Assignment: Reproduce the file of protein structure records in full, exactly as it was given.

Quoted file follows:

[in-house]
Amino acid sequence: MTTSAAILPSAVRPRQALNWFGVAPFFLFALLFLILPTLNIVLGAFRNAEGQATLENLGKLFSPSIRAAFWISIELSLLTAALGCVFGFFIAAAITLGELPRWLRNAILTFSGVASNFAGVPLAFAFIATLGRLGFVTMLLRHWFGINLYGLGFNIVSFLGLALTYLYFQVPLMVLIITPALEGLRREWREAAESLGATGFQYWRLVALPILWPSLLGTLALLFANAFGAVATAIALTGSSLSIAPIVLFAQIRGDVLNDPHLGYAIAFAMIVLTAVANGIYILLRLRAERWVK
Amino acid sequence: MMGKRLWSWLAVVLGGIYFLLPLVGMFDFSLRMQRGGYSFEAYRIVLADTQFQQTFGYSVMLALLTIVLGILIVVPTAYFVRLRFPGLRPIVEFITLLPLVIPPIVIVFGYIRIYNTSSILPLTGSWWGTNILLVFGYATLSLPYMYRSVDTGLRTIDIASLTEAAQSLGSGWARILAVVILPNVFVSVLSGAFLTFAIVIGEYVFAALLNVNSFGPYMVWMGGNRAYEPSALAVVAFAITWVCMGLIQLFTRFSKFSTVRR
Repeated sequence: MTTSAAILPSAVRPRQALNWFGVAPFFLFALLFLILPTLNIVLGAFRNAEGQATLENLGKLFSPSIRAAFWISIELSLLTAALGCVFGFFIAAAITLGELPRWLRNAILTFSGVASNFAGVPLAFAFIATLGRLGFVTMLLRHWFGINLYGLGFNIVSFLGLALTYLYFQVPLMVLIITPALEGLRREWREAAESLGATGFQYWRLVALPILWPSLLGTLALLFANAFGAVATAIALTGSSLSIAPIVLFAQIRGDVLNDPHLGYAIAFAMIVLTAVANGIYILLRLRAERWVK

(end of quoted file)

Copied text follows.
[in-house]
Amino acid sequence: MTTSAAILPSAVRPRQALNWFGVAPFFLFALLFLILPTLNIVLGAFRNAEGQATLENLGKLFSPSIRAAFWISIELSLLTAALGCVFGFFIAAAITLGELPRWLRNAILTFSGVASNFAGVPLAFAFIATLGRLGFVTMLLRHWFGINLYGLGFNIVSFLGLALTYLYFQVPLMVLIITPALEGLRREWREAAESLGATGFQYWRLVALPILWPSLLGTLALLFANAFGAVATAIALTGSSLSIAPIVLFAQIRGDVLNDPHLGYAIAFAMIVLTAVANGIYILLRLRAERWVK
Amino acid sequence: MMGKRLWSWLAVVLGGIYFLLPLVGMFDFSLRMQRGGYSFEAYRIVLADTQFQQTFGYSVMLALLTIVLGILIVVPTAYFVRLRFPGLRPIVEFITLLPLVIPPIVIVFGYIRIYNTSSILPLTGSWWGTNILLVFGYATLSLPYMYRSVDTGLRTIDIASLTEAAQSLGSGWARILAVVILPNVFVSVLSGAFLTFAIVIGEYVFAALLNVNSFGPYMVWMGGNRAYEPSALAVVAFAITWVCMGLIQLFTRFSKFSTVRR
Repeated sequence: MTTSAAILPSAVRPRQALNWFGVAPFFLFALLFLILPTLNIVLGAFRNAEGQATLENLGKLFSPSIRAAFWISIELSLLTAALGCVFGFFIAAAITLGELPRWLRNAILTFSGVASNFAGVPLAFAFIATLGRLGFVTMLLRHWFGINLYGLGFNIVSFLGLALTYLYFQVPLMVLIITPALEGLRREWREAAESLGATGFQYWRLVALPILWPSLLGTLALLFANAFGAVATAIALTGSSLSIAPIVLFAQIRGDVLNDPHLGYAIAFAMIVLTAVANGIYILLRLRAERWVK